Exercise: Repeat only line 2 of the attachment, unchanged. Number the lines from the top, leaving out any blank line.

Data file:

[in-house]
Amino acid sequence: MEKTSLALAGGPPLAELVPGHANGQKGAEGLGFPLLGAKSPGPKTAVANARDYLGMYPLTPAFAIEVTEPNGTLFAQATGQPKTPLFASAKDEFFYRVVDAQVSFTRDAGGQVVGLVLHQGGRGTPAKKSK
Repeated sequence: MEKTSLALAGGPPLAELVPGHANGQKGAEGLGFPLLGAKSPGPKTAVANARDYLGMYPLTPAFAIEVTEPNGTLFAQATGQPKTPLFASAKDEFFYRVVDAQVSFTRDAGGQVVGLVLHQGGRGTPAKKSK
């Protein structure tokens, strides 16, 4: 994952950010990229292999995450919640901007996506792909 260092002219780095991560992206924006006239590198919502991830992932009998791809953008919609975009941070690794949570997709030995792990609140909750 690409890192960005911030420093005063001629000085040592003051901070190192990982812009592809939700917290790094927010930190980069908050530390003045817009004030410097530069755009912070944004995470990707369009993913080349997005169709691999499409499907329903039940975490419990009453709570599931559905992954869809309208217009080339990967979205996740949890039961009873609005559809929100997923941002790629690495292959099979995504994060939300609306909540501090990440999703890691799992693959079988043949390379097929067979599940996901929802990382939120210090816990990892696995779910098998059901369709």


Amino acid sequence: MEKTSLALAGGPPLAELVPGHANGQKGAEGLGFPLLGAKSPGPKTAVANARDYLGMYPLTPAFAIEVTEPNGTLFAQATGQPKTPLFASAKDEFFYRVVDAQVSFTRDAGGQVVGLVLHQGGRGTPAKKSK